You came away wondering, who were they, these unstrange strangers? Didn't they ever just sit down and get to know each other even, let alone you or any other chance comer; or, most important, themselves? They knew a lot of things. They knew the way to the mall, the zoo, etc.; but they couldn't have found the human heart or head even with GPS. Apart from shared family memories, ever fading, ever recycled, had the "doing" ever flagged in their presence, the silence would have been deafening. When they weren't "doing," you half-suspected, like Henry James's Lord Mellifont, they just weren't there at all.
More recently, I spent a few days visiting friends, sharers of pleasant past associations. Alas, not once during my stay was the television turned off, or even down. To my host, it seems, the television, not I, was the honored guest. His smalltalk was all of its inane flickering images. Huh?
I honestly didn't want to watch the circenses, a.k.a. the Olympics? Or reruns of that forgotten unforgettable sitcom? Well, then, what about such-and-such scientific or historical offering, some skin-deep skimming of those bottomless depths, thinly sandwiched among in-your-face hucksterings of noxious nostrums and gaga gadgets? No. I wanted him to turn the damned thing off and look me in the face and join me in "coherent reflection or thought."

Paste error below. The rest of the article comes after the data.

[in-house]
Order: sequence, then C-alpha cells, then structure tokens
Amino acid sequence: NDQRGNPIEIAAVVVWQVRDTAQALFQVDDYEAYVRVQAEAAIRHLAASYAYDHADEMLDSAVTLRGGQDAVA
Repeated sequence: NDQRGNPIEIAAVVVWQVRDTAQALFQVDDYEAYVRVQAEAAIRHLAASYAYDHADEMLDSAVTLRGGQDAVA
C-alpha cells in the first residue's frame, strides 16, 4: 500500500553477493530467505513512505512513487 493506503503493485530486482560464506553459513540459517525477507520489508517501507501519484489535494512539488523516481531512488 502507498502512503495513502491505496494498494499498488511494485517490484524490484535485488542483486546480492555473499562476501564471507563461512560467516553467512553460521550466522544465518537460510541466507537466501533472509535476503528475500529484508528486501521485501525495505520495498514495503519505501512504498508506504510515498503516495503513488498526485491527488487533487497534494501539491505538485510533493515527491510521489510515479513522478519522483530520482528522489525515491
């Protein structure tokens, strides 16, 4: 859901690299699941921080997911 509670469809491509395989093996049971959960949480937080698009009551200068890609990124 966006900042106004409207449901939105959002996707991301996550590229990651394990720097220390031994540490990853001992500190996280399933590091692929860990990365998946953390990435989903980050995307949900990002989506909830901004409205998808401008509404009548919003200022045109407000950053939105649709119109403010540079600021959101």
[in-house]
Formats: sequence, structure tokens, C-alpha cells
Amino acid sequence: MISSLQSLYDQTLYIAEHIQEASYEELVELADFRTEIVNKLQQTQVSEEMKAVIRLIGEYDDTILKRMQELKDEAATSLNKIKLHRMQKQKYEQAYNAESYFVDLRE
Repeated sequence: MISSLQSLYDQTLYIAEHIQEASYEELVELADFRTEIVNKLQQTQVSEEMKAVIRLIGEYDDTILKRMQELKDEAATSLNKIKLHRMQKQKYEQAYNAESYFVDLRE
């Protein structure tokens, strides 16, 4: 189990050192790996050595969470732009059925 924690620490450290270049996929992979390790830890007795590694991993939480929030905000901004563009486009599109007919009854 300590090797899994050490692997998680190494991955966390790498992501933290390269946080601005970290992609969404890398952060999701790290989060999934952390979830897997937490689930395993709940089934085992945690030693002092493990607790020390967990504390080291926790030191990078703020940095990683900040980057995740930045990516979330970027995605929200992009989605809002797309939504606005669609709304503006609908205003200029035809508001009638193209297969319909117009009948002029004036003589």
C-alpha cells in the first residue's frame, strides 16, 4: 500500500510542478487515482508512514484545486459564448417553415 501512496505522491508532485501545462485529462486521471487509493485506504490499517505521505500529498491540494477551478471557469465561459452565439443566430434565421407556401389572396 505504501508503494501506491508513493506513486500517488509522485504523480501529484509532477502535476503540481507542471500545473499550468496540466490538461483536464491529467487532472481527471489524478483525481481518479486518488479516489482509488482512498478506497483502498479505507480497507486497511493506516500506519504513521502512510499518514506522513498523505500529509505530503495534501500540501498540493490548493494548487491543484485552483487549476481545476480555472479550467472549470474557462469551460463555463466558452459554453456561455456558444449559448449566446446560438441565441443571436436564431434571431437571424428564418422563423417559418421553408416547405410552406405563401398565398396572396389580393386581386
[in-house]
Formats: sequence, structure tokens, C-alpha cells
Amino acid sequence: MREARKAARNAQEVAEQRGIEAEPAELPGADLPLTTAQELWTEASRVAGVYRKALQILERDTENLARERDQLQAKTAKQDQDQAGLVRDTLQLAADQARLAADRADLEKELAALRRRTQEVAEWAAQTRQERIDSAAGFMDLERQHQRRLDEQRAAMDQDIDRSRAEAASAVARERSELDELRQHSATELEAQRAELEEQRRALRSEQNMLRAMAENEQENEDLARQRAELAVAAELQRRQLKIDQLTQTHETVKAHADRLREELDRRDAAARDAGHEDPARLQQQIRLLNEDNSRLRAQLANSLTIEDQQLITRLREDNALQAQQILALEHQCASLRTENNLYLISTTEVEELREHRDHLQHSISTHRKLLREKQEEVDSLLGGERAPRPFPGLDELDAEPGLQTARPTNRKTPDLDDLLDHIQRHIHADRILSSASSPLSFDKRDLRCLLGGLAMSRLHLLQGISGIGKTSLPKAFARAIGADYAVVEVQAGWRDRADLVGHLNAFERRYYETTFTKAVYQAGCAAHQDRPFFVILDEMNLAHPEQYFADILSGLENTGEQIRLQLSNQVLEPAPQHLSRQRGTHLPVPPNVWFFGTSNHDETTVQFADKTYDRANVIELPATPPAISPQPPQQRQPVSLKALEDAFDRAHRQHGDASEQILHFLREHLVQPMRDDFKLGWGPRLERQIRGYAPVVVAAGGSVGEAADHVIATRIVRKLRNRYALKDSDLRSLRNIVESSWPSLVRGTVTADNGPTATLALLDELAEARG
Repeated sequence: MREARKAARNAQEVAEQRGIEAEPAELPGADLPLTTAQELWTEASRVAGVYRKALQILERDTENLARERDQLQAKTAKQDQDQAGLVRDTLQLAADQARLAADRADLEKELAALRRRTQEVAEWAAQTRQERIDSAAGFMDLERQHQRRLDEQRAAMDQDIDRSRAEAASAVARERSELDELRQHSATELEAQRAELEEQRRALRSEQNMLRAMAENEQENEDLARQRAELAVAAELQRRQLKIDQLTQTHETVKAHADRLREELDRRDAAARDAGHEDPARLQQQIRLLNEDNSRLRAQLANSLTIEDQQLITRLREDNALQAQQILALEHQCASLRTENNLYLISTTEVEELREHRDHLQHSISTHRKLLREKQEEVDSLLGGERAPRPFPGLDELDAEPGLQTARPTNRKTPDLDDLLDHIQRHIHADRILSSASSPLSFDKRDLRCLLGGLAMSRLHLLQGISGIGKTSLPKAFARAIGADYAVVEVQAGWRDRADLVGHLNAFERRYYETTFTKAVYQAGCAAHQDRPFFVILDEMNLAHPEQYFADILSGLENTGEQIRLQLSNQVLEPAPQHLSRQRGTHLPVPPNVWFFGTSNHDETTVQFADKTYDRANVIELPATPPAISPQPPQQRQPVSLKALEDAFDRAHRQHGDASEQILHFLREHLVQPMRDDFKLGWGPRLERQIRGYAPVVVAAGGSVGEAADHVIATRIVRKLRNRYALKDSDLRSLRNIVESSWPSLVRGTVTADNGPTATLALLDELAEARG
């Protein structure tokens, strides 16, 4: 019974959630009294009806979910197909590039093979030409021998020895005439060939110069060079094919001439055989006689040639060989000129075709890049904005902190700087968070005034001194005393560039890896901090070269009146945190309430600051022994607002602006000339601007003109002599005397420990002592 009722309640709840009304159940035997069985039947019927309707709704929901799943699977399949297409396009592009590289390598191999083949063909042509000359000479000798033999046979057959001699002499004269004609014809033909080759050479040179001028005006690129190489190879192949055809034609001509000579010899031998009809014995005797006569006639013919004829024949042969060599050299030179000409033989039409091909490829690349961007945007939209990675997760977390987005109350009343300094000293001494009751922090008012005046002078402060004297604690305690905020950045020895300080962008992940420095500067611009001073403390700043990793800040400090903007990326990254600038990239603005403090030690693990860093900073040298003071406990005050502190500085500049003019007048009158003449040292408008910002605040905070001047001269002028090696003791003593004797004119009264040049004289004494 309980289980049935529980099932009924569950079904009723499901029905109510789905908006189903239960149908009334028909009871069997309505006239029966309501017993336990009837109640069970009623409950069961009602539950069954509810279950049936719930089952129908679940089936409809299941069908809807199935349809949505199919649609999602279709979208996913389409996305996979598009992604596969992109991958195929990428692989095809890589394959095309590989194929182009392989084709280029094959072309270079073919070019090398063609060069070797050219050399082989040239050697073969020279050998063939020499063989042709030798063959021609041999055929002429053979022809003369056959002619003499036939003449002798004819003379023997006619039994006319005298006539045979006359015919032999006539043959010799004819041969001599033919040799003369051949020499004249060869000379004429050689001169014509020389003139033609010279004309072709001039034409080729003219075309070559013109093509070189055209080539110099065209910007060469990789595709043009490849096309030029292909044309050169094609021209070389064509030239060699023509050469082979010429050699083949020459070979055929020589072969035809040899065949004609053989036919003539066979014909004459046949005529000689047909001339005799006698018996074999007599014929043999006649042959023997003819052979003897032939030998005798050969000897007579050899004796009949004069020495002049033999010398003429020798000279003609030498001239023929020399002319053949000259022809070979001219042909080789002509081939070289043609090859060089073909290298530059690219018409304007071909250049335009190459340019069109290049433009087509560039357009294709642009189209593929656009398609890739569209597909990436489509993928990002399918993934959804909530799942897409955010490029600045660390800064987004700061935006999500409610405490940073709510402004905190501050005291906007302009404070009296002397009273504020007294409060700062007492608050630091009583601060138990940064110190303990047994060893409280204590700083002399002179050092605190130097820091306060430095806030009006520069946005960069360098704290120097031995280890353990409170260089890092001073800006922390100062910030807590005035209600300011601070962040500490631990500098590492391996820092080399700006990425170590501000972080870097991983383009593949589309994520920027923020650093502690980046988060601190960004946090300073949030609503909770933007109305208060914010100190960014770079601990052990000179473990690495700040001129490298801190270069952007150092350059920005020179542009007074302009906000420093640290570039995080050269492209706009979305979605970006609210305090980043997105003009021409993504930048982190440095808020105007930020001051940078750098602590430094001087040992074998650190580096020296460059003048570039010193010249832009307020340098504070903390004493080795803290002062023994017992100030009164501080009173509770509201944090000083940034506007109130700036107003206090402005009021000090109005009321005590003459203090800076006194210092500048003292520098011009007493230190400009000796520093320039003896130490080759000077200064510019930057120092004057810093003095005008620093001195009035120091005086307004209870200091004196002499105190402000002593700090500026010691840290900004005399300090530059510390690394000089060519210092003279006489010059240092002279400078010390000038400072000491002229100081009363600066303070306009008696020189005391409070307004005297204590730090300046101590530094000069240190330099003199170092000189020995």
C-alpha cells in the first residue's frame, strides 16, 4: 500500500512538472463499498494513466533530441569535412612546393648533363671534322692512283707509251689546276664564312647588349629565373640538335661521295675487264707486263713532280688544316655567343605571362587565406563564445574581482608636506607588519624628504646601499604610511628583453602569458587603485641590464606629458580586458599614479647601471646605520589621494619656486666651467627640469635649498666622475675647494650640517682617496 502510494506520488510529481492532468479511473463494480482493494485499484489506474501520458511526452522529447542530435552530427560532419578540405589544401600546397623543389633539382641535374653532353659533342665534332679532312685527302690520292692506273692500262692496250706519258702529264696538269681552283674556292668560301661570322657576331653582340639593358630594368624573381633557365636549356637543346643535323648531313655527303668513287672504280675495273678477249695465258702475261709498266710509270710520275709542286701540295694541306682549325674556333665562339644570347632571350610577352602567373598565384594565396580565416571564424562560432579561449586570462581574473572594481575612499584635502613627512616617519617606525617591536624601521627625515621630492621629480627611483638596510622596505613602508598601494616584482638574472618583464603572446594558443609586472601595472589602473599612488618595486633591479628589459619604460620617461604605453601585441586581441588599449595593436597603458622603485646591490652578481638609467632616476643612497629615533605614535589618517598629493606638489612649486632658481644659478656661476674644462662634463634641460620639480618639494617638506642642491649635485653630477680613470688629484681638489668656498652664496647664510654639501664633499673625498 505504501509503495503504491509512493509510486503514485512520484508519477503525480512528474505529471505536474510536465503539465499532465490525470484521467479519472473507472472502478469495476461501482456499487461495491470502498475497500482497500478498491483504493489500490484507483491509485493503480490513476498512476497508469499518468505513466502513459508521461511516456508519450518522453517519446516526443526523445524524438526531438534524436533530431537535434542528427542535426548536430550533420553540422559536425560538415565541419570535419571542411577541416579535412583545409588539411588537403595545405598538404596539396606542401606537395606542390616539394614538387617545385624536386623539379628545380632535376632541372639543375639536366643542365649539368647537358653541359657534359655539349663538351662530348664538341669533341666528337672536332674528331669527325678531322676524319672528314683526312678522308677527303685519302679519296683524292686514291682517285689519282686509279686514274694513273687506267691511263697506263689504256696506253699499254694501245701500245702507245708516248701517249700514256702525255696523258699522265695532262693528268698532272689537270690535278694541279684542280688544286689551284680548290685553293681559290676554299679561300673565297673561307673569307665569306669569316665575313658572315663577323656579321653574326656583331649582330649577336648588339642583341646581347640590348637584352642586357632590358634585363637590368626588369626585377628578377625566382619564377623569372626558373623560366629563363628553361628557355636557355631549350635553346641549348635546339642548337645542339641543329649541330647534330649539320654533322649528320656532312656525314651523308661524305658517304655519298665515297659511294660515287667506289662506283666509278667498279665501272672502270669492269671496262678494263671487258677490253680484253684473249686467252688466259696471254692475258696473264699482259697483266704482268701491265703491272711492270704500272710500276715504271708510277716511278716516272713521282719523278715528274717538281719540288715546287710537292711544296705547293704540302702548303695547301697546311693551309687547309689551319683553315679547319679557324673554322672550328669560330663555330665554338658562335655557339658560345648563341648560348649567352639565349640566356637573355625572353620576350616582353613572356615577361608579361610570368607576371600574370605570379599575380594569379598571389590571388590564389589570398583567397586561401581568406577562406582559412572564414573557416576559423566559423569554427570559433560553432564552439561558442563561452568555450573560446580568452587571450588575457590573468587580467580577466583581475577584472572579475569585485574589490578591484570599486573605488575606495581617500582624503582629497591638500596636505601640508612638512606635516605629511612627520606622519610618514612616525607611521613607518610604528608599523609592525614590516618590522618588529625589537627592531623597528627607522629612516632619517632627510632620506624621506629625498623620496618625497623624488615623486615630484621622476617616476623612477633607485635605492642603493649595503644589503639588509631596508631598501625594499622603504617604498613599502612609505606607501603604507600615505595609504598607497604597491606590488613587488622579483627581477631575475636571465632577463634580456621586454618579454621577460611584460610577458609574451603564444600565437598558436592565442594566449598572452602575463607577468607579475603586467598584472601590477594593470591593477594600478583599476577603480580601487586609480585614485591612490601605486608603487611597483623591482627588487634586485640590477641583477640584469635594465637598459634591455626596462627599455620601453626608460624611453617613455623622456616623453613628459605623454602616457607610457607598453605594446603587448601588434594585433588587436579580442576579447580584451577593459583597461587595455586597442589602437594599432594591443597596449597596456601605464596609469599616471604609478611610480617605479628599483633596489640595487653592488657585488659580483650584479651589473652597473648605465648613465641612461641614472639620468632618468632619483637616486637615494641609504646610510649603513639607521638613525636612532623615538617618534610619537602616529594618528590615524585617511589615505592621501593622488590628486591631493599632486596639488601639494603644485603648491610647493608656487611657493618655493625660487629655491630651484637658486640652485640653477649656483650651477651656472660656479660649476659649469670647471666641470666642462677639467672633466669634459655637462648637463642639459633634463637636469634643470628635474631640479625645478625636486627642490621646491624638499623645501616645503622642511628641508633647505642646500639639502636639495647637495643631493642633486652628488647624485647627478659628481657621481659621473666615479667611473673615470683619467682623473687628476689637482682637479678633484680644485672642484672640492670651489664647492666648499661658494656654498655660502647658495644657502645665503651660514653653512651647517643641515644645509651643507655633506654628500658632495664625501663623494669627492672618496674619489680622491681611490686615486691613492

Of course most of the nostalgically-recalled old-time talk was drivel, too. But if one had a thought in him, at least the conditions for getting it out were there.
In the best of times, serious talk takes place among very few people, ideally just two at a time. For such blessed souls, life itself is an ongoing discourse. They go through it addressing each other's points in turn. They don't fudge them, they don't talk past each other to the crowd, as in our so-called political "debates." Essentially they're allies, seeking the truth together, not adversaries, out to grab the chance personal or partisan advantage.